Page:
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  • Education: What Works and Why

    Youth violence, substance abuse, homelessness, and deteriorating neighborhoods ravage both low-income communities and prosperous suburbs alike. There is a great need to explore both the root causes of these problems and their effective solutions.

    The Bob Woodson Show—“What Works and Why”—premiered yesterday with this very aim. Focusing on solutions to some of America’s most troubling societal problems, each week the show provides examples of effective solutions, and special guests provide first-hand testimonies as to how their lives or neighborhoods have been changed for the better. Host Bob Woodson then directs members of the listening audience on how they can make a difference. Woodson is a strong ally of The Heritage Foundation, and his work exemplifies the civil society approaches we seek to promote. He is often referred to as the godfather of the movement to empower neighborhood-based organizations and was awarded the Presidential Citizens Medal in December 2008.

    This week’s opening show aired at 1 pm EST with a focus on Youth Violence. It featured Milwaukee Public Schools Superintendent, William Andrekopoulos, who discussed how Milwaukee has effectively addressed the problem in eight high schools with the CNE Violence-Free Zone program.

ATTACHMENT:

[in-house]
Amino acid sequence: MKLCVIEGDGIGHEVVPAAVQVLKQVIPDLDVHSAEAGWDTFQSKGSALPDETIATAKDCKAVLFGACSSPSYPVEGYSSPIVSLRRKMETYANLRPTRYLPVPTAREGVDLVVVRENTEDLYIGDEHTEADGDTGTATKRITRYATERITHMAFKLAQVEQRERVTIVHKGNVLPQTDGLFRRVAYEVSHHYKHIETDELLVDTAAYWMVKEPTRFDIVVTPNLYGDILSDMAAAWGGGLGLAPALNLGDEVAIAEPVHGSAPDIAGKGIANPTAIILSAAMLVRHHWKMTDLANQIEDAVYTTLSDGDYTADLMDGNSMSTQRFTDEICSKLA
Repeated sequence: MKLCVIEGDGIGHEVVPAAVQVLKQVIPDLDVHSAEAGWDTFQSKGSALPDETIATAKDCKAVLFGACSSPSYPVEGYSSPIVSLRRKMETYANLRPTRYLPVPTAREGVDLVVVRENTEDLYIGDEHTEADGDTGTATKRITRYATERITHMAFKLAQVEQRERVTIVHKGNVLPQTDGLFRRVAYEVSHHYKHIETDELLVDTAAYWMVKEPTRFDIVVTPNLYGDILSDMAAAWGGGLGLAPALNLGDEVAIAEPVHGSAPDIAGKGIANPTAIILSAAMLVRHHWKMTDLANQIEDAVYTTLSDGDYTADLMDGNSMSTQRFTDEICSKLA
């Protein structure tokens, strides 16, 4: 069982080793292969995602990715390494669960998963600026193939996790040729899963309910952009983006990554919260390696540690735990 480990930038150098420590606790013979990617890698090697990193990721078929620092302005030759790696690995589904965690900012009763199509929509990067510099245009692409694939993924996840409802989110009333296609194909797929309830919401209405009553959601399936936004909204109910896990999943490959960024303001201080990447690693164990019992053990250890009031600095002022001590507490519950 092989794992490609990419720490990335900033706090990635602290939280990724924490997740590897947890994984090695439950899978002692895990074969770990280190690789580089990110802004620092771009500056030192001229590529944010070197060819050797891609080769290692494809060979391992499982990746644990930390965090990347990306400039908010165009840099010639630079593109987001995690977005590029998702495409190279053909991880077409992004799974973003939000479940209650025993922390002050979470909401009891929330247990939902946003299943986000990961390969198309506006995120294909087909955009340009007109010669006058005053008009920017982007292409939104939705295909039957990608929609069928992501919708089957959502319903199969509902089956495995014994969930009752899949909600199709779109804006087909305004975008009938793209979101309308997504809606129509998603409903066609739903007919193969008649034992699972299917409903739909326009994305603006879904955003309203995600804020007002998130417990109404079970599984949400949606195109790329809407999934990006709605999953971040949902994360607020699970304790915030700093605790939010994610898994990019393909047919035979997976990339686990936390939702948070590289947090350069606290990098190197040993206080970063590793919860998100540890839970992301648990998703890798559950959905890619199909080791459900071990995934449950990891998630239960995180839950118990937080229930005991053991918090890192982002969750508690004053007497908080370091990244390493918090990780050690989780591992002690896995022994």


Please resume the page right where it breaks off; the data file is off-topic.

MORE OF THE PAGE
This and future shows will be available in an archived format. For more information visit http://www.talkzone.com/show.asp?sid=1637.

    Posted in Culture [slideshow_deploy]

    2 Responses to Education: What Works and Why

    1. Nicolai Alatzas says:

      42 billion dollars spent on the war on drugs…..

      That kind of money could have gone to scholarships for students around the country.

      840,000 $50,000 scholarships could of been awarded to anyone that chose education over the street.

      Those kinds of numbers would of touched a lot of us.

      Or if we had spent the 1 trillion dollars for the Iraq war we could of awarded 25,000,000 students $40,000 scholarships and educating our next generation. Not to many families would not be touched by this kind of investment in it's people.

    2. Nicolai Alatzas says:

      Nicholas D. Kristof recently reported, “The United States incarcerates people at nearly five times the world average.” Now consider the fact that 85% of the prisoners in federal prisons are there for drug-related crimes, and tell me we don’t have our priorities mixed up.

      Kristof also noted, “California spends $216,000 annually on each inmate in the juvenile justice system. In contrast, it spends only $8,000 on each child attending the troubled Oakland public school system, according to the Urban Strategies Council.” Nothing like investing in the future, eh?

      Hmmm where are our Priorities?

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